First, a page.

The district administration identifies potential donors and approaches them with the request to donate a toilet. Once an organisation or an individual agrees to make the donation, the administration gives them the option of either taking the responsibility of constructing the toilet or sanctioning the amount to any local NGO to build it. To encourage donors, appreciation letters are given to them. Their names also get inked on the beneficiary's toilet door. “Such has been the impact of the mission that people who have donated a toilet once want to donate again. They now realise that they are donating for a genuine cause and not for a government function,” Mittal says.

In many parts of the country, villagers prefer to defecate in the open as they consider it more satisfying. Many balk at the idea of having something as filthy as a toilet near or inside their houses. Many case studies have demonstrated that merely building toilets in villages has had little to no impact on curbing open defecation. The toilets often end up as storerooms.

Here too, Jorhat administration came up with a novel awareness campaign of comparing the shauchalaya (toilet) to a devalaya (temple), contending that just like temples help bring about the purity of the soul, toilets help bring about the purity of the body. By drawing parallels between the two, the administration fostered an acceptance of toilets among Jorhat's rural populace.

Dipankar Adhikary who works as a marketing manager for one of the leading car manufacturers in India says that when he first heard about the initiative, he was apprehensive about it. Later, when he visited the site of construction of toilets, he realised that the quality of construction was on a par with national standards and that through this scheme, many people were being benefited. He, along with his brother, donated a sum of Rs 15,000 towards the drive. With the help of another colleague, they later donated Rs 25,000 for building two toilets in Jorhat's Mariani area. “I was glad to see two toilets being constructed by the money we had donated. What gave me immense satisfaction was the smile on the faces of the families that we had helped live a better and hygienic life,” he says.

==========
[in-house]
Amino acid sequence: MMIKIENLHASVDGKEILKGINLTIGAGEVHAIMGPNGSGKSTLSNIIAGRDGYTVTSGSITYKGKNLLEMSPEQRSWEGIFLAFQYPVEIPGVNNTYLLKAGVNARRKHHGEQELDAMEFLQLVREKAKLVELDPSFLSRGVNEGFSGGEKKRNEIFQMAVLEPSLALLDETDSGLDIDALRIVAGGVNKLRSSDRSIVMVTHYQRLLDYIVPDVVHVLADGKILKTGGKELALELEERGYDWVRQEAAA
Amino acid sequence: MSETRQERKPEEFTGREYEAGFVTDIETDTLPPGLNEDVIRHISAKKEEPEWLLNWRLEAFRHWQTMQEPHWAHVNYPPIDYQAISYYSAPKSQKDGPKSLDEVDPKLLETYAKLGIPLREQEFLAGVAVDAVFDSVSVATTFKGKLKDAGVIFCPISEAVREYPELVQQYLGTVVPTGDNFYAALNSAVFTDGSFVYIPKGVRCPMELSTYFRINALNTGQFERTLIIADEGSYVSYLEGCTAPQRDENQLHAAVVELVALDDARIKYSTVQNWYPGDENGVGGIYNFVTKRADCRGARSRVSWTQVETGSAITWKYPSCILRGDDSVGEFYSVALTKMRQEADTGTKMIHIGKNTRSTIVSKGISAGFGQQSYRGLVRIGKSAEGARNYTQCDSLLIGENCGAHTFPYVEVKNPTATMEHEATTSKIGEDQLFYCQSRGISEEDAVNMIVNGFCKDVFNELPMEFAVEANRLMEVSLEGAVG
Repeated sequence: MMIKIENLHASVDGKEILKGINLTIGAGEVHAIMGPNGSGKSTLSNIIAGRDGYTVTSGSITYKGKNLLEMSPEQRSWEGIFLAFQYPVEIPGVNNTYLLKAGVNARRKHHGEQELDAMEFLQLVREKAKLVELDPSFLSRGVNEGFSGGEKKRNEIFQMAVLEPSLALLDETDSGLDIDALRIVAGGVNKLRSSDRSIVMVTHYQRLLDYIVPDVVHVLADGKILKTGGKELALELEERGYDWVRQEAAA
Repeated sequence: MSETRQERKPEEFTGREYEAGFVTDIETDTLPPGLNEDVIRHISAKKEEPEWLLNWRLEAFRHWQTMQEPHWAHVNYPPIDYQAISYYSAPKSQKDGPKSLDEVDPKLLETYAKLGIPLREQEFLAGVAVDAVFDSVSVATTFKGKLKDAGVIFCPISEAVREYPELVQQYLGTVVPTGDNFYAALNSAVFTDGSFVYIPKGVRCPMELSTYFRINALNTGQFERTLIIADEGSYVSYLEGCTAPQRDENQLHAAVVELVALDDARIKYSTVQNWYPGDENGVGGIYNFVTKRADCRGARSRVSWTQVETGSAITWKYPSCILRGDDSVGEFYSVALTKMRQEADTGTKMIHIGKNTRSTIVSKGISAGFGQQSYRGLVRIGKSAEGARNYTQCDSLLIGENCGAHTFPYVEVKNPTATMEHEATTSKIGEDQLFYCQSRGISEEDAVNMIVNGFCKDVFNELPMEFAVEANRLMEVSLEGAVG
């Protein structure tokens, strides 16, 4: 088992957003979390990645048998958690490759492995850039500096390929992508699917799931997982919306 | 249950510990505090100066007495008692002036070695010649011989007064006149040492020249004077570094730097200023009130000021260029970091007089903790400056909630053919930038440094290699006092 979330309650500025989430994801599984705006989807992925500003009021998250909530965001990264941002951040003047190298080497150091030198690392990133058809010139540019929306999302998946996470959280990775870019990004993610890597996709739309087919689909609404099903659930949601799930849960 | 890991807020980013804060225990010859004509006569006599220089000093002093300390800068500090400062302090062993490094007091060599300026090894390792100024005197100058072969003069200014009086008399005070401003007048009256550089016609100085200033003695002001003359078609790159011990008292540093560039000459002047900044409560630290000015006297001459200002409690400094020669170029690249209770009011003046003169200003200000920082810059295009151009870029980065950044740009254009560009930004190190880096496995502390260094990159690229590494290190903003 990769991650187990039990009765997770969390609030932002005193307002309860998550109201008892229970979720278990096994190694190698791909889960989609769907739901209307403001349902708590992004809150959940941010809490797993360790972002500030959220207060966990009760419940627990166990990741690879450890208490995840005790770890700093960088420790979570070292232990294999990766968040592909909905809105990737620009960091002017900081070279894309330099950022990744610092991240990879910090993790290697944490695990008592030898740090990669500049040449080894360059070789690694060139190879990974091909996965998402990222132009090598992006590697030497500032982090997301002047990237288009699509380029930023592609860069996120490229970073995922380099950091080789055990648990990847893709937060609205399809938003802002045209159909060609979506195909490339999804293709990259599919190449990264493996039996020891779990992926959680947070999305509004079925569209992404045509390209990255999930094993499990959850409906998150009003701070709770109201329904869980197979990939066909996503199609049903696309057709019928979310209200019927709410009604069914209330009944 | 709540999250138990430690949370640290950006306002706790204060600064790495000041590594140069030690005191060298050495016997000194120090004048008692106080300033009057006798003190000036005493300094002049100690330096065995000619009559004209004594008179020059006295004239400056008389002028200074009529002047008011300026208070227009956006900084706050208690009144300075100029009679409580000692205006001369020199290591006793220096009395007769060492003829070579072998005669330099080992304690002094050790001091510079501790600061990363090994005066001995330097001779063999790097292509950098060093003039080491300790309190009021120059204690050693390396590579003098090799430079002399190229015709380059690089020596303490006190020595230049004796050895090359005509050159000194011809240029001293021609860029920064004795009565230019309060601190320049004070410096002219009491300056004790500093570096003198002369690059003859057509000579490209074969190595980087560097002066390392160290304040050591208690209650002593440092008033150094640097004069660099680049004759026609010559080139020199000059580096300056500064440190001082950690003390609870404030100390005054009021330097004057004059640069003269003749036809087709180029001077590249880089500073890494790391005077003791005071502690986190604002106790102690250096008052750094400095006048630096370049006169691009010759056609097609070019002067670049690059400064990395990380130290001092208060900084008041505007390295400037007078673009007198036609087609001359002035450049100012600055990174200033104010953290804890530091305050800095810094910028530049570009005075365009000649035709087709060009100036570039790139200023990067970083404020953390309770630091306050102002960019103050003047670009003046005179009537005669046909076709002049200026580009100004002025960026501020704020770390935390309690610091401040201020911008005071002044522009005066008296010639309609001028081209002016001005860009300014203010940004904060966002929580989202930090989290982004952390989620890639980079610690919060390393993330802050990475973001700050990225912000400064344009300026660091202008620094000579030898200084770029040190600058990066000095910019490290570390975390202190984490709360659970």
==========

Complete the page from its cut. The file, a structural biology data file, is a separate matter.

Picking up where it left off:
Much relief to villagers

One of the beneficiaries of this initiative, Mukunda Mohan Deka, says that until they got a toilet built in their house, they used to go to a field or the bamboo forest behind their house to relieve themselves. “It was extremely difficult, especially for the women in the house. Now we don’t have to (go out in the open),” he says.

While the going has been good so far, Mittal says some more time is needed to make Jorhat fully free from open defecation. “The rainy season is around the corner and it could hamper the construction work and slow the progress,” he says.

The people of Jorhat believes Mittal’s transfer will affect the progress made by the initiative. “We will always be indebted to him for the efforts he has taken to help us, poor people. I just hope that this noble cause does not get affected once he leaves Jorhat to take over as the DC of Kamrup,” says Minati Barman, one of the beneficiaries of the programme.

But Mittal is hopeful that the next Jorhat DC will continue with the initiative. “The system and the know-how are already in place. I hope Jorhat would achieve its target of 1000 toilets soon,” he signs off.

(Pranjal Sarma is a Guwahati-based freelance writer and a member of, a pan-India network of grassroots reporters.)